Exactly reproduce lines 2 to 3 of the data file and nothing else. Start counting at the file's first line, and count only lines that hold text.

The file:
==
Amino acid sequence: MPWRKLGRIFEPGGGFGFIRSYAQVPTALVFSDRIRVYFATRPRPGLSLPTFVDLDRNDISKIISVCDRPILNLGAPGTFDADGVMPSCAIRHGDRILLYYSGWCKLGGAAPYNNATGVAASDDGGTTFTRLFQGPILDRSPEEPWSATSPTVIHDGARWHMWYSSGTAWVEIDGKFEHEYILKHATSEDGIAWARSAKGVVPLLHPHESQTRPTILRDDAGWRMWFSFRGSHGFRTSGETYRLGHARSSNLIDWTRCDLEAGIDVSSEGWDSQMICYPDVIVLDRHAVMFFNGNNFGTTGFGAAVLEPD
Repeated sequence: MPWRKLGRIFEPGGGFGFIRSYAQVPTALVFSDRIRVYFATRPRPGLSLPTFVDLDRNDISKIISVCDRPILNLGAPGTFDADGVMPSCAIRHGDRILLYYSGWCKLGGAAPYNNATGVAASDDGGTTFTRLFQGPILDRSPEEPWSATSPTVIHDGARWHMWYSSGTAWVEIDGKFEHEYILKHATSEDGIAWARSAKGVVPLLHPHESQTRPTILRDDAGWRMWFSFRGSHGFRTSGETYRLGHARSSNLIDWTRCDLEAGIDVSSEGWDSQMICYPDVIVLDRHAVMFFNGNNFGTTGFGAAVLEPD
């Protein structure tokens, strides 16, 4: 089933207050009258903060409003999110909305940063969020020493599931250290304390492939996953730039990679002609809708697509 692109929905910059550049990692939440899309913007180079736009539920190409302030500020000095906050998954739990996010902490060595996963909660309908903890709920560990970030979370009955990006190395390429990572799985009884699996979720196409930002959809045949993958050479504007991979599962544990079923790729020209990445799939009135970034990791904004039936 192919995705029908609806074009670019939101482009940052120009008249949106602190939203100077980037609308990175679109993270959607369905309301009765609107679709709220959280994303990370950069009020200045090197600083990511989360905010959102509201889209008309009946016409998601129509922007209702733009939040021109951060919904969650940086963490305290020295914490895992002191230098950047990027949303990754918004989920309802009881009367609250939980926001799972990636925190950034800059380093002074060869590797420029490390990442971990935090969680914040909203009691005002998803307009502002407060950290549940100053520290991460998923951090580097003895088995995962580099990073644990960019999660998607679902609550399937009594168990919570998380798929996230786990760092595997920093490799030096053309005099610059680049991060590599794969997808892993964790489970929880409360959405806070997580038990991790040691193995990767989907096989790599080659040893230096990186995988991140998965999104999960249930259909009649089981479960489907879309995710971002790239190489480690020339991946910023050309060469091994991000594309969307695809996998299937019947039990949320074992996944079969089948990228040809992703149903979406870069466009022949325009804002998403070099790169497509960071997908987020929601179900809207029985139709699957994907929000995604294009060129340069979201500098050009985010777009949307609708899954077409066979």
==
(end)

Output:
Repeated sequence: MPWRKLGRIFEPGGGFGFIRSYAQVPTALVFSDRIRVYFATRPRPGLSLPTFVDLDRNDISKIISVCDRPILNLGAPGTFDADGVMPSCAIRHGDRILLYYSGWCKLGGAAPYNNATGVAASDDGGTTFTRLFQGPILDRSPEEPWSATSPTVIHDGARWHMWYSSGTAWVEIDGKFEHEYILKHATSEDGIAWARSAKGVVPLLHPHESQTRPTILRDDAGWRMWFSFRGSHGFRTSGETYRLGHARSSNLIDWTRCDLEAGIDVSSEGWDSQMICYPDVIVLDRHAVMFFNGNNFGTTGFGAAVLEPD
């Protein structure tokens, strides 16, 4: 089933207050009258903060409003999110909305940063969020020493599931250290304390492939996953730039990679002609809708697509 692109929905910059550049990692939440899309913007180079736009539920190409302030500020000095906050998954739990996010902490060595996963909660309908903890709920560990970030979370009955990006190395390429990572799985009884699996979720196409930002959809045949993958050479504007991979599962544990079923790729020209990445799939009135970034990791904004039936 192919995705029908609806074009670019939101482009940052120009008249949106602190939203100077980037609308990175679109993270959607369905309301009765609107679709709220959280994303990370950069009020200045090197600083990511989360905010959102509201889209008309009946016409998601129509922007209702733009939040021109951060919904969650940086963490305290020295914490895992002191230098950047990027949303990754918004989920309802009881009367609250939980926001799972990636925190950034800059380093002074060869590797420029490390990442971990935090969680914040909203009691005002998803307009502002407060950290549940100053520290991460998923951090580097003895088995995962580099990073644990960019999660998607679902609550399937009594168990919570998380798929996230786990760092595997920093490799030096053309005099610059680049991060590599794969997808892993964790489970929880409360959405806070997580038990991790040691193995990767989907096989790599080659040893230096990186995988991140998965999104999960249930259909009649089981479960489907879309995710971002790239190489480690020339991946910023050309060469091994991000594309969307695809996998299937019947039990949320074992996944079969089948990228040809992703149903979406870069466009022949325009804002998403070099790169497509960071997908987020929601179900809207029985139709699957994907929000995604294009060129340069979201500098050009985010777009949307609708899954077409066979």